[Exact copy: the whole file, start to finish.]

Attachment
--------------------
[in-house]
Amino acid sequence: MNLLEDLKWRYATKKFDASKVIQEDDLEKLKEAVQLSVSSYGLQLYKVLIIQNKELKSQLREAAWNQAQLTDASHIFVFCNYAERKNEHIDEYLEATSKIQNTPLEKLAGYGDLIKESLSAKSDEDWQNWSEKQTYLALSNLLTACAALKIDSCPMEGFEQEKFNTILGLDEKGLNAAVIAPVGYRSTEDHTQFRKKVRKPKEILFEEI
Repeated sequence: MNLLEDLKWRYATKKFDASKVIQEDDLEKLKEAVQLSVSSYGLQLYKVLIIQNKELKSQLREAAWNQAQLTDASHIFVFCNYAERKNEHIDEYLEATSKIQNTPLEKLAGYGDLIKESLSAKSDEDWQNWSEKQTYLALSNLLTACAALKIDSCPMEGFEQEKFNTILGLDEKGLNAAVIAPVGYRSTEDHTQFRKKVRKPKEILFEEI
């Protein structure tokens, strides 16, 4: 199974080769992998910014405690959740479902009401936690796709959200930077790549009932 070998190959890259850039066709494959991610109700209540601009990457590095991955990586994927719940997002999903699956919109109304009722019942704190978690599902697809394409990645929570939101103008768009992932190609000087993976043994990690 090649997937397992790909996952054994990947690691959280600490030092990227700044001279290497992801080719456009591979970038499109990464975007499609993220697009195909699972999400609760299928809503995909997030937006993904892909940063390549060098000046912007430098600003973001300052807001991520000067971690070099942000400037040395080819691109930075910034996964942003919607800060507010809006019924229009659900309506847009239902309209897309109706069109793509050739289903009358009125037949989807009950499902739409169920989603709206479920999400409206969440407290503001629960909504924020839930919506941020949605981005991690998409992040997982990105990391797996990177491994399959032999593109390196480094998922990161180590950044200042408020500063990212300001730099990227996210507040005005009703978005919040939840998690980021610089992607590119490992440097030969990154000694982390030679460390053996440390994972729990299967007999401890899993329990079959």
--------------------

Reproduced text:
[in-house]
Amino acid sequence: MNLLEDLKWRYATKKFDASKVIQEDDLEKLKEAVQLSVSSYGLQLYKVLIIQNKELKSQLREAAWNQAQLTDASHIFVFCNYAERKNEHIDEYLEATSKIQNTPLEKLAGYGDLIKESLSAKSDEDWQNWSEKQTYLALSNLLTACAALKIDSCPMEGFEQEKFNTILGLDEKGLNAAVIAPVGYRSTEDHTQFRKKVRKPKEILFEEI
Repeated sequence: MNLLEDLKWRYATKKFDASKVIQEDDLEKLKEAVQLSVSSYGLQLYKVLIIQNKELKSQLREAAWNQAQLTDASHIFVFCNYAERKNEHIDEYLEATSKIQNTPLEKLAGYGDLIKESLSAKSDEDWQNWSEKQTYLALSNLLTACAALKIDSCPMEGFEQEKFNTILGLDEKGLNAAVIAPVGYRSTEDHTQFRKKVRKPKEILFEEI
């Protein structure tokens, strides 16, 4: 199974080769992998910014405690959740479902009401936690796709959200930077790549009932 070998190959890259850039066709494959991610109700209540601009990457590095991955990586994927719940997002999903699956919109109304009722019942704190978690599902697809394409990645929570939101103008768009992932190609000087993976043994990690 090649997937397992790909996952054994990947690691959280600490030092990227700044001279290497992801080719456009591979970038499109990464975007499609993220697009195909699972999400609760299928809503995909997030937006993904892909940063390549060098000046912007430098600003973001300052807001991520000067971690070099942000400037040395080819691109930075910034996964942003919607800060507010809006019924229009659900309506847009239902309209897309109706069109793509050739289903009358009125037949989807009950499902739409169920989603709206479920999400409206969440407290503001629960909504924020839930919506941020949605981005991690998409992040997982990105990391797996990177491994399959032999593109390196480094998922990161180590950044200042408020500063990212300001730099990227996210507040005005009703978005919040939840998690980021610089992607590119490992440097030969990154000694982390030679460390053996440390994972729990299967007999401890899993329990079959």